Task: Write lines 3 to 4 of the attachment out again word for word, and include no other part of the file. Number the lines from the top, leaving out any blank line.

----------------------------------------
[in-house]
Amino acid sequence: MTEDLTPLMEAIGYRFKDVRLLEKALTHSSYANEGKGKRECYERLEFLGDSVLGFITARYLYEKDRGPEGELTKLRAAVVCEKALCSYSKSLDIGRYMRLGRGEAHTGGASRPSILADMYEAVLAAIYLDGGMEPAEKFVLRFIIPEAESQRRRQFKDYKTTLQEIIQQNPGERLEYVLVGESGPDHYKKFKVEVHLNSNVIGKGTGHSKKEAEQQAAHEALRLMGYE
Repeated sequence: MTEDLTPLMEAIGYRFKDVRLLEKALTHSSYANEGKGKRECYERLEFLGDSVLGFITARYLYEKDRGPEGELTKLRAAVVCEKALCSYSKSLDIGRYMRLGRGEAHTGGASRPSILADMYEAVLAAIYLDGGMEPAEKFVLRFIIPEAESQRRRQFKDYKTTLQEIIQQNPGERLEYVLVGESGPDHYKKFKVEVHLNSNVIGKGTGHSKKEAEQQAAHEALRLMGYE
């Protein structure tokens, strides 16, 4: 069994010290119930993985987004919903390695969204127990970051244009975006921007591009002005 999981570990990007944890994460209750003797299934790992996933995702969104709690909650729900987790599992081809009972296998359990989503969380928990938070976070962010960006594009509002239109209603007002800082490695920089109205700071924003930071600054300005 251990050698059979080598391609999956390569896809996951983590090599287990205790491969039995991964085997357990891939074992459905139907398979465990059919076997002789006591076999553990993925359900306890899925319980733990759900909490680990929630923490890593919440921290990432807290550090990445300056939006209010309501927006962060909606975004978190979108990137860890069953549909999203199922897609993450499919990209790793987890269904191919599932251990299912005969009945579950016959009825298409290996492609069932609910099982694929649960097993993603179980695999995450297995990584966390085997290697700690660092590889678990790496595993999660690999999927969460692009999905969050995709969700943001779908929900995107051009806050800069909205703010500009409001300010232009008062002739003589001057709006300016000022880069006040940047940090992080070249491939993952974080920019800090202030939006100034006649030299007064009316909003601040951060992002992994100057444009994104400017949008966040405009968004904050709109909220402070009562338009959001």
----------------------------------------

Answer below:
Repeated sequence: MTEDLTPLMEAIGYRFKDVRLLEKALTHSSYANEGKGKRECYERLEFLGDSVLGFITARYLYEKDRGPEGELTKLRAAVVCEKALCSYSKSLDIGRYMRLGRGEAHTGGASRPSILADMYEAVLAAIYLDGGMEPAEKFVLRFIIPEAESQRRRQFKDYKTTLQEIIQQNPGERLEYVLVGESGPDHYKKFKVEVHLNSNVIGKGTGHSKKEAEQQAAHEALRLMGYE
């Protein structure tokens, strides 16, 4: 069994010290119930993985987004919903390695969204127990970051244009975006921007591009002005 999981570990990007944890994460209750003797299934790992996933995702969104709690909650729900987790599992081809009972296998359990989503969380928990938070976070962010960006594009509002239109209603007002800082490695920089109205700071924003930071600054300005 251990050698059979080598391609999956390569896809996951983590090599287990205790491969039995991964085997357990891939074992459905139907398979465990059919076997002789006591076999553990993925359900306890899925319980733990759900909490680990929630923490890593919440921290990432807290550090990445300056939006209010309501927006962060909606975004978190979108990137860890069953549909999203199922897609993450499919990209790793987890269904191919599932251990299912005969009945579950016959009825298409290996492609069932609910099982694929649960097993993603179980695999995450297995990584966390085997290697700690660092590889678990790496595993999660690999999927969460692009999905969050995709969700943001779908929900995107051009806050800069909205703010500009409001300010232009008062002739003589001057709006300016000022880069006040940047940090992080070249491939993952974080920019800090202030939006100034006649030299007064009316909003601040951060992002992994100057444009994104400017949008966040405009968004904050709109909220402070009562338009959001």